An evening to appeal to anyone with an interest in poetry, physics or the history of science – A Poetic View of William Rowan Hamilton – was held at the IOP’s London premises on 14 June 2016, but a report of the event sadly slipped down the agenda during the political maelstrom of the two weeks that followed…
Happily, though, the voices that recited on that occasion can now be heard in a series of recordings made available by poet and physicist Professor Iggy McGovern, who talked about Hamilton on that balmy June night and enlisted 11 readers to perform poems from his book, A Mystic Dream of 4.
A sonnet sequence based on the life of the 19th-century mathematical physicist (himself something of a poet), the book contains poems written as if from the perspective of 54 people whom Hamilton knew, and two whom he influenced long after his death: Irish rebel and politician Eamon de Valera, a devotee of his algebra, and physicist Erwin Schrödinger, whose eponymous equation contains the Hamiltonian function (though in a quantum mechanical version, rather than the classical one).
Among the characters whose imagined thoughts are captured in verse are the man who bankrupted his lawyer father by not repaying huge legal costs, friends, including Coleridge, Wordsworth, the author Maria Edgeworth and Lady Jane Francesca Wilde, a poet and the mother of Oscar, as well as relatives and colleagues.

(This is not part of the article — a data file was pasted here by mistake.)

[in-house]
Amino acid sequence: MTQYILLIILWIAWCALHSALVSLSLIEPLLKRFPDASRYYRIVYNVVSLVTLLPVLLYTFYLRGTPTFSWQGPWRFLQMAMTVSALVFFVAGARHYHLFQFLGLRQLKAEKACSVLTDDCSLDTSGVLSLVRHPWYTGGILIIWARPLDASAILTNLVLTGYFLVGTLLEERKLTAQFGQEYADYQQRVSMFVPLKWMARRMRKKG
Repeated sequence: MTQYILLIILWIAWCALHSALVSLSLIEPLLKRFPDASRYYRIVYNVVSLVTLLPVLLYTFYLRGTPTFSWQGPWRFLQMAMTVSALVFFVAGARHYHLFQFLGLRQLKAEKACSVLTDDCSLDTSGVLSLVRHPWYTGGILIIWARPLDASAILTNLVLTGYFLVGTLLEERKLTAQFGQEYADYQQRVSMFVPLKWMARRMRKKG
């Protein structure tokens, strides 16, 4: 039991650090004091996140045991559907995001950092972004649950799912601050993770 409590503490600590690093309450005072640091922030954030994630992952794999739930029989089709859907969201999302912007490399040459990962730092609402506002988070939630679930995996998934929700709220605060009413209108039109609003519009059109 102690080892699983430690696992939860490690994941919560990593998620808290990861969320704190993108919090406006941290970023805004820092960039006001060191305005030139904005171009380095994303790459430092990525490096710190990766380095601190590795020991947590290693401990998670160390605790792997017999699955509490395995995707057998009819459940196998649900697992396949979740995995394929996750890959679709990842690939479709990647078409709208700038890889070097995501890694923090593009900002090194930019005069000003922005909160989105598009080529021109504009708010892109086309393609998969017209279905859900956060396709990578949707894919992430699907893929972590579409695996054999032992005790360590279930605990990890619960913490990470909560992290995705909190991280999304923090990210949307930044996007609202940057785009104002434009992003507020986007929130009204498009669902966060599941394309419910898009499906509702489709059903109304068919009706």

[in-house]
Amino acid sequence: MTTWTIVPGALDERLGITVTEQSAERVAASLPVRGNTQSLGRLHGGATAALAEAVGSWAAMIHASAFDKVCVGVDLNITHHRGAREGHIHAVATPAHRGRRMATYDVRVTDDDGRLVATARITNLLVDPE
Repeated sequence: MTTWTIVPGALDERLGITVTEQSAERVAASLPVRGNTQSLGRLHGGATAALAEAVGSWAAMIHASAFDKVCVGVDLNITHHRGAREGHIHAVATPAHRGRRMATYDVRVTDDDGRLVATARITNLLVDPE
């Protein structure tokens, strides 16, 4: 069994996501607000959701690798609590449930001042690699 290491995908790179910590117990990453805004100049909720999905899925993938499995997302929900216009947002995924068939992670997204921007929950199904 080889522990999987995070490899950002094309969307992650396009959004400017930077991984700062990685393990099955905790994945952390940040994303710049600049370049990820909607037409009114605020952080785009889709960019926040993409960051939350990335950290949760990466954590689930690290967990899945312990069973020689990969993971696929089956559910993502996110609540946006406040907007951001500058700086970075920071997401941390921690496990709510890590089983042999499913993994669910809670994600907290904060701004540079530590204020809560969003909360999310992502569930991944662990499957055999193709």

Each of the four sections starts with a contribution from one of the four personified “parents” of the quaternion, as Hamilton put it – geometry, algebra, metaphysics and poetry – and ends with a commentary by Death.
Though his personal life was plagued by alcoholism and depression, and he yearned for his first love, Catherine Disney, throughout his marriage to Lady Helen Hamilton, resulting in attempts at self-harm by Catherine and by him, his work made him one of the most eminent mathematicians of his time.
Hamilton discovered the fundamental formula for quaternion multiplication (i2=j2=k2=ijk=–1), an achievement marked with a plaque under the Broom Bridge in Dublin, where he said that the solution came to him while out strolling with his wife. He claimed to have scratched the equation into the wall.
He was made the Andrews Professor of Astronomy at Dublin University while in the final year of his undergraduate degree, aged just 22, he predicted conical refraction and he corresponded with some of the most celebrated authors and poets of his day. He also lived through turbulent political times, and flirted with the Oxford Movement in the Anglican Church (represented by Pusey among others in the poems)